Nothing could be where or what it is not, nor could there be any more or less of it.
I am sending a found table, which I intend to extend in the space with some plywood (painted light grey I think). The child’s table was found in a meadow, and is at the very edge of its life, almost gone. It’s drawn quite strongly all over its surface making it a rather beautiful object…With this and through the space there will be a few other found objects – a book, a stick, a cap of a beer bottle, which has a star as a design. I suppose there is a [quiet but resilient]1 poetry in these small and easily overlooked things.
“…Many artists are interested in a sense of monumentality.” Fergus Feehily (when he is not rescuing forlorn, gracefully dying, child-size tables from meadows) conversely prefers to look very closely at small things. His barely-there2 objects, which engage an ambition equal to the largest-format work, re-direct the energy usually associated with scale, towards a continual and restless experimentation with the forms of art making. Feehily does not repeat or re-visit, but while most of his works take a very distinct approach to thinking about what constitutes a ‘painting’, they retain an extra-ordinary and particularized visual consistency. Given that no two works are ever made in exactly the same manner, it none-the-less remains a relatively straight-forward task to identify a ‘Feehily’. Even in the density of an exhibition such as Painter, Painter3, his three modest panels loom large against the majority of ‘grander’, more-muscularly-inclined art.
Feehily’s not-quite-paintings, not-quite-sculptures nor quite-drawings4, not only explore that which might formally constitute painting, but arguably attempt to more deeply intuit the spirit of what it might be like to be a work of art. His remarkable empathy with objects (exemplified here by the instance of his rescued table), in exchange for profound reward, demands a lot from the viewer in order to complete the loop of making, reading and understanding; certainly it involves bending, close-up-looking, and a good measure of pondering. The questions raised centre upon a core dialectic; that while appearing essentially simple in nature, Feehily’s work carries an explicit sense of care, work and time. These are hard-won things. Despite this, and without any sense of being over-laboured, the prolonged studio captivity of his work imbues them with a tangible humbleness and stoic grace that suggests that they have been well-brought-up and carefully taught to always walk in the shade. They demand love and respect in return.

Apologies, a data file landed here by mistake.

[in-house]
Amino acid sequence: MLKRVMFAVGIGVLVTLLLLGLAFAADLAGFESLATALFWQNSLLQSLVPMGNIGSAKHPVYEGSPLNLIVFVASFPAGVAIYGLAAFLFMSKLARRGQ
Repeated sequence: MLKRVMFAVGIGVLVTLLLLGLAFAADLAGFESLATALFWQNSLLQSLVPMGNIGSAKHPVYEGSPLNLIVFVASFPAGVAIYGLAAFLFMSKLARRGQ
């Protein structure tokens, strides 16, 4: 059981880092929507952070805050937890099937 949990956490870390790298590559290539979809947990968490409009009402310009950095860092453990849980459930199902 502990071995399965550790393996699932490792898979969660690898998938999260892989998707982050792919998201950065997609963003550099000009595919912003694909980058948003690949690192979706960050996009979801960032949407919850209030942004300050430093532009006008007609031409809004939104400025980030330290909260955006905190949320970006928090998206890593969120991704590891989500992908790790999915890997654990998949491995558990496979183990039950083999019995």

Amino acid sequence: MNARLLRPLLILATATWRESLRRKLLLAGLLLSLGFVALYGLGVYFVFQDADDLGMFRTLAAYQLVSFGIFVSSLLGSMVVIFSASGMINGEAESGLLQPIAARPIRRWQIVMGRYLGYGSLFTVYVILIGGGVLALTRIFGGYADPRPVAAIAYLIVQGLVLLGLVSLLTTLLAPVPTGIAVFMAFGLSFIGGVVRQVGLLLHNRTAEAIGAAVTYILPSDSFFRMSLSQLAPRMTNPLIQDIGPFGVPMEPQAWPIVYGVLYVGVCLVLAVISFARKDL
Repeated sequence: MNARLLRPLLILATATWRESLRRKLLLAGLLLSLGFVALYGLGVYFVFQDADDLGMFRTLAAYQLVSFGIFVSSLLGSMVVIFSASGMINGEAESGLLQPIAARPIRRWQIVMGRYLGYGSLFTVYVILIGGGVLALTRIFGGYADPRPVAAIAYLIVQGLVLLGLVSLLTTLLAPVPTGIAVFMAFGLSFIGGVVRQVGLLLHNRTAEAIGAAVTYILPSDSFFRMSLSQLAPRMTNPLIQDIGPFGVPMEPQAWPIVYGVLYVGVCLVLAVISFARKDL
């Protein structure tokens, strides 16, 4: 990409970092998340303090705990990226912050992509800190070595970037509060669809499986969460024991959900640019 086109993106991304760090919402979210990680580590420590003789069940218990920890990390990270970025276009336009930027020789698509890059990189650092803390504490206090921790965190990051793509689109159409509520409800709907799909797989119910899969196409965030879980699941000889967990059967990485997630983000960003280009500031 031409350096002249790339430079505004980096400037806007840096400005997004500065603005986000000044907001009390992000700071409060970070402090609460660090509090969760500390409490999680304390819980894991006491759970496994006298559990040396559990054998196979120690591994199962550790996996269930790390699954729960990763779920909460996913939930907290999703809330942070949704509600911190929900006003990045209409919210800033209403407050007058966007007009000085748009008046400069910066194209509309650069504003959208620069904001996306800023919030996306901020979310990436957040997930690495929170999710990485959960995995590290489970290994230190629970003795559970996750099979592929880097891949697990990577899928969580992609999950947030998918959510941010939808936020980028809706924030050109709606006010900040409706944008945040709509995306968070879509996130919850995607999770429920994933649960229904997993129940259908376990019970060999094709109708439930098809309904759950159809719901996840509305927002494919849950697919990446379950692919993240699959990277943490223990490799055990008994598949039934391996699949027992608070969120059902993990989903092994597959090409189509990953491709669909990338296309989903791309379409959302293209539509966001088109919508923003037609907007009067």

John Hutchinson has referred Feehily’s work as having “a curious relationship between reticence and revelation”5, presence and absence, and as I write this I look out of a hotel window over the Hong Kong harbour, but curiously the esteemed Mr. Hutchinson’s phrase makes me think of our garden in the Irish countryside. A few weeks ago, while reading an email from the artist suggesting the exhibition title, disappearance, a tiny Wren (the smallest and most beautifully sculpted of the Finch family), alighted at high speed upon the slightest of hedge twigs only a few feet away from me. Twitchy, nervously looking around, he (I think a he) caught my gaze and in the fraction of a heartbeat (his – they have tiny hearts), gone. Three states in the fraction of a moment: not-there, present (and we both knew it), absent (missed). disapperance, I like it.
1 My addition, because I could not quite understand the word employed in the artist’s email from which this is extracted. The missing word seems, appropriately, to have disappeared into cyberspace.
2 Again, the artist’s (nearly) words.
3 Currently running at the Walker Art Centre, Minneapolis.
4 In a recent Frieze review, Martin Herbert famously remarks; “Fergus Feehily makes paintings, but only just…”
5 John Hutchinson; extracted from a brief introductory text published to accompany Feehily’s exhibition, Pavilion, at the Douglas Hyde Gallery, Dublin, 2009, and: http://www.douglashydegallery.com/exhibition.php?intProjectID=2